For more on this interesting application of theory and practice, click here. And for more, we're on twitter and Google+, so follow us for news and product updates as well.

 

If this type of project interests you and you're new to the Arduino world, check out our new Experimenter's Kit for Arduino:

The package includes a wide variety of parts, sensors and modules including: a servo motor, lights, buttons, switches, sound, sensors, breadboard, wires and more. Furthermore a Freetronics Eleven Arduino-compatible board is included to make this an extensive hobby experimenter, inventor and starter kit. However we don't leave you alone to figure it all out, included is a great project and instruction booklet, plus access to a supporting web page and software examples. In other words - this is everything you need to get started for a fun range of electronics and Arduino related projects! 

So to get started or for more information and to order, check out the product page.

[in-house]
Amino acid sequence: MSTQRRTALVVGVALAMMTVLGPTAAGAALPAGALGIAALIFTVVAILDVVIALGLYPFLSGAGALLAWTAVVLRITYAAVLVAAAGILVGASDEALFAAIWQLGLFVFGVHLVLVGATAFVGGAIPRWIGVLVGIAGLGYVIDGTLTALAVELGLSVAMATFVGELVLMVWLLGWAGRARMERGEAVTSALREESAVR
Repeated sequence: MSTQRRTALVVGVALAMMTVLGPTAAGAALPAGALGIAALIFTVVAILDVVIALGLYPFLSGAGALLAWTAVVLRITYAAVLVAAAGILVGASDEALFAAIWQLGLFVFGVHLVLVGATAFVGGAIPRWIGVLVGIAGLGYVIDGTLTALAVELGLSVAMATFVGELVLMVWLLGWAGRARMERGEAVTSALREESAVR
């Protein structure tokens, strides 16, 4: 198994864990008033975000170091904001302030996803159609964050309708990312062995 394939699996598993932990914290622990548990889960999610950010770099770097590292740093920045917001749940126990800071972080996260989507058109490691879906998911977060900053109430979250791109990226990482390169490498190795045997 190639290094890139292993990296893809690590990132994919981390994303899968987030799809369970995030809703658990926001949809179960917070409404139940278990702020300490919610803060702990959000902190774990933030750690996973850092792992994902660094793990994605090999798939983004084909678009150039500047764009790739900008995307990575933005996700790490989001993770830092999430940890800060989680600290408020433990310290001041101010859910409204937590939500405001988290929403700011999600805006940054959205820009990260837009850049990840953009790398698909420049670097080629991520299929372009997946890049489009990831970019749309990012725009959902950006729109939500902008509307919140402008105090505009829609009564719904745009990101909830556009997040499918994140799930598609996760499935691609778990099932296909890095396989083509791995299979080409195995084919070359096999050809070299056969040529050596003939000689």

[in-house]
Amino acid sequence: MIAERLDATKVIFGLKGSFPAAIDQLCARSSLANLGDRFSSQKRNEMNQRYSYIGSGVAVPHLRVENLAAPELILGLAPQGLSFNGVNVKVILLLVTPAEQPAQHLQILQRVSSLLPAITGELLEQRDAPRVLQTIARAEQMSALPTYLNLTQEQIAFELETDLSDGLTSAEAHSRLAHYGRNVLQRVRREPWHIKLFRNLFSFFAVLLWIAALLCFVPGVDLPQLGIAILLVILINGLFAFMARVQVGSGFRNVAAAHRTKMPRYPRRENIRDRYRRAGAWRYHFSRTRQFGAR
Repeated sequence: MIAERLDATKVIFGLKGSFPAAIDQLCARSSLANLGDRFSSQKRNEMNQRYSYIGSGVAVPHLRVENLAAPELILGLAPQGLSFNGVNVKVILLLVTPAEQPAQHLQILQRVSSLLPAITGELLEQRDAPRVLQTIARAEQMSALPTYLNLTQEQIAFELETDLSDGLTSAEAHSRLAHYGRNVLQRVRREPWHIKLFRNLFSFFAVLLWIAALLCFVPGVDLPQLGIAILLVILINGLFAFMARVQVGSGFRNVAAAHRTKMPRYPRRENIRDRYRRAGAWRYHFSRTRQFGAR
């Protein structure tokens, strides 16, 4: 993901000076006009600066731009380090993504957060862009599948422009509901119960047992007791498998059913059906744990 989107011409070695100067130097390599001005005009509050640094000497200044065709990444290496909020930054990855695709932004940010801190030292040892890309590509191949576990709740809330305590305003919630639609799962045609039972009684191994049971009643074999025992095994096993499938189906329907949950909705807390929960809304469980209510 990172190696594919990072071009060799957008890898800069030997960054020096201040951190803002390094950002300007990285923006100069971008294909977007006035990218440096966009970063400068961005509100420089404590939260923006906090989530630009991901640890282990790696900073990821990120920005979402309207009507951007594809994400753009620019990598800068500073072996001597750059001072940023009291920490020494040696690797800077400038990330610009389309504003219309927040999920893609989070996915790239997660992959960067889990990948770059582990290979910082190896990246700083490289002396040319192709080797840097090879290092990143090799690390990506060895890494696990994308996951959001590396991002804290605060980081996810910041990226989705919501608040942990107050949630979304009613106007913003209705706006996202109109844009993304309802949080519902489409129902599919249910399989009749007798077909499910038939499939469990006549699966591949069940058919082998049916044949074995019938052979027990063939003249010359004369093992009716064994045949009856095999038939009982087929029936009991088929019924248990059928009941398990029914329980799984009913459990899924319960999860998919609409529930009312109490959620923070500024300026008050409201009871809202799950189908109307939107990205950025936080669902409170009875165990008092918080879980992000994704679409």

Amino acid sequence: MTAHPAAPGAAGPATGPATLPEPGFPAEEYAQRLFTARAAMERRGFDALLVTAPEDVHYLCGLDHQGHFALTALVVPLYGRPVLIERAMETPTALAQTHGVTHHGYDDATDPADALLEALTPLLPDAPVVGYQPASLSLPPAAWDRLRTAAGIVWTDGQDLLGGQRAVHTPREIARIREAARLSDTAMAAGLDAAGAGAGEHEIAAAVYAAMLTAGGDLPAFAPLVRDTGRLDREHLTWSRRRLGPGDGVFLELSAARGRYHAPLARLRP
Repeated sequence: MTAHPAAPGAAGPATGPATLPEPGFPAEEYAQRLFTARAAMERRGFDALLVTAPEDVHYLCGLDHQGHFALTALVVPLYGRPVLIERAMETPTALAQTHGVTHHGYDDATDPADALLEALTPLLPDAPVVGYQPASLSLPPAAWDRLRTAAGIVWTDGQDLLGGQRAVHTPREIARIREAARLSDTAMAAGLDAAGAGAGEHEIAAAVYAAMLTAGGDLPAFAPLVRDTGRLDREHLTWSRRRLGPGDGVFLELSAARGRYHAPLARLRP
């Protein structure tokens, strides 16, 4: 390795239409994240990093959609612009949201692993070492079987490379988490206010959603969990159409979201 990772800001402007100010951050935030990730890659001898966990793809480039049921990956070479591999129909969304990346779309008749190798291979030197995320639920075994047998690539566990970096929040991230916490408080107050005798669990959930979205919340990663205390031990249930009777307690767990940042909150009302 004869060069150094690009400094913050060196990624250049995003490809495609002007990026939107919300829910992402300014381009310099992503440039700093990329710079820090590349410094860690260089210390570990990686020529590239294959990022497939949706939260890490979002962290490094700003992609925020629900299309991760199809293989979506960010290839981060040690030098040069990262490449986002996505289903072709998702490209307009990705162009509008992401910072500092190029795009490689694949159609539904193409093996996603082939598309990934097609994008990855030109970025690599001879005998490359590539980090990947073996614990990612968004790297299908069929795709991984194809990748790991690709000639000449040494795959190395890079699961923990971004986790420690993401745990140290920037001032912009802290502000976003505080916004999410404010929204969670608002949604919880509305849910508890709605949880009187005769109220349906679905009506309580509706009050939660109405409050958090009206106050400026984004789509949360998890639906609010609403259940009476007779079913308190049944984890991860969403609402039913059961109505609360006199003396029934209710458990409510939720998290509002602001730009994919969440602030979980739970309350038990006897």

"HydraSonic" - the Arduino-controlled whole house audio system

From the Overclockers Australia forum comes an interesting project to watch - the "HydraSonic - Arduino Controlled Whole House Matrix Audio System". Member "davros123" is in the process of creating what will be a fascinating Arduino and web-controlled audio system for multiple zones and rooms with levels of intelligence only seen in commercial systems costing ten times as much. Although the project is a work-in-progress, we look forward to reading more about it and following the design journey.

To follow the project, start with the forum post hereAnd for more, we're on twitter and Google+, so follow us for news and product updates as well.

It's complex projects like the one above that show how an Arduino system can work with other platforms and technologies to create worthwhile projects. If this type of system is of interest, you will enjoy the book  "Practical Arduino" by Jonathan Oxer and Hugh Blemings: 

 

 

Using this book you can create your own Arduino-based designs, gain an in-depth knowledge of the architecture of Arduino, and learn the easy-to-use Arduino language all in the context of practical projects that you can build yourself at home. Get hands-on experience using a variety of projects and recipes for everything from home automation to test equipment. For more information and to order, click here

Friday, 26 October 2012

Control an Arduino over the Internet with Telnet